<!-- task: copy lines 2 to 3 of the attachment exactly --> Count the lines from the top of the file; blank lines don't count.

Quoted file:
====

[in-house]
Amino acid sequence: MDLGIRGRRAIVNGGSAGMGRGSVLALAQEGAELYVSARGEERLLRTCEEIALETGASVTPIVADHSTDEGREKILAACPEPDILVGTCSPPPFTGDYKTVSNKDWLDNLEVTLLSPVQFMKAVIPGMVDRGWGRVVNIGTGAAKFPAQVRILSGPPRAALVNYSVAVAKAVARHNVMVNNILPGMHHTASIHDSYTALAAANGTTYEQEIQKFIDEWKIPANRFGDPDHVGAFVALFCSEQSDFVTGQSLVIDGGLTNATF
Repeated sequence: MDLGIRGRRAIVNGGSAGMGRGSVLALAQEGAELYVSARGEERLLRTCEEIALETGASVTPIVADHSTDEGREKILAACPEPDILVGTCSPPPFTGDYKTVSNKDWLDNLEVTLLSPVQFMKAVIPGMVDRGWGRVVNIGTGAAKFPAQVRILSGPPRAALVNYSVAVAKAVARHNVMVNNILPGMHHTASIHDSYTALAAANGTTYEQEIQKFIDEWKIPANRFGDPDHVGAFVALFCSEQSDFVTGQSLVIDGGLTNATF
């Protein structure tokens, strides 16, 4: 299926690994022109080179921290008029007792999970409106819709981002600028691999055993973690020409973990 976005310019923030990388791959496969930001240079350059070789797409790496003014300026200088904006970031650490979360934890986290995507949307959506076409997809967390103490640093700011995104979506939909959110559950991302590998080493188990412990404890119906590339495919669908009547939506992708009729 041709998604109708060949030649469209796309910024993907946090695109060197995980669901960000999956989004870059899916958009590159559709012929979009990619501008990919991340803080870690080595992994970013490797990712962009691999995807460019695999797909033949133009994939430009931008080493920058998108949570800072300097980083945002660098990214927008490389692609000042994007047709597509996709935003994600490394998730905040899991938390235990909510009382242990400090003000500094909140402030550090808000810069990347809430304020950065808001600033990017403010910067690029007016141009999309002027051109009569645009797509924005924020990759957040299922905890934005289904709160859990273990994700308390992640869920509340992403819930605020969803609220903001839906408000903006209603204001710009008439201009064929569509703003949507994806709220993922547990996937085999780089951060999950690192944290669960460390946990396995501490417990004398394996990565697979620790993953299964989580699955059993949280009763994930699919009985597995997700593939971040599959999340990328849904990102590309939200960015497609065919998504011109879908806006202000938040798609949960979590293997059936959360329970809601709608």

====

Amino acid sequence: MDLGIRGRRAIVNGGSAGMGRGSVLALAQEGAELYVSARGEERLLRTCEEIALETGASVTPIVADHSTDEGREKILAACPEPDILVGTCSPPPFTGDYKTVSNKDWLDNLEVTLLSPVQFMKAVIPGMVDRGWGRVVNIGTGAAKFPAQVRILSGPPRAALVNYSVAVAKAVARHNVMVNNILPGMHHTASIHDSYTALAAANGTTYEQEIQKFIDEWKIPANRFGDPDHVGAFVALFCSEQSDFVTGQSLVIDGGLTNATF
Repeated sequence: MDLGIRGRRAIVNGGSAGMGRGSVLALAQEGAELYVSARGEERLLRTCEEIALETGASVTPIVADHSTDEGREKILAACPEPDILVGTCSPPPFTGDYKTVSNKDWLDNLEVTLLSPVQFMKAVIPGMVDRGWGRVVNIGTGAAKFPAQVRILSGPPRAALVNYSVAVAKAVARHNVMVNNILPGMHHTASIHDSYTALAAANGTTYEQEIQKFIDEWKIPANRFGDPDHVGAFVALFCSEQSDFVTGQSLVIDGGLTNATF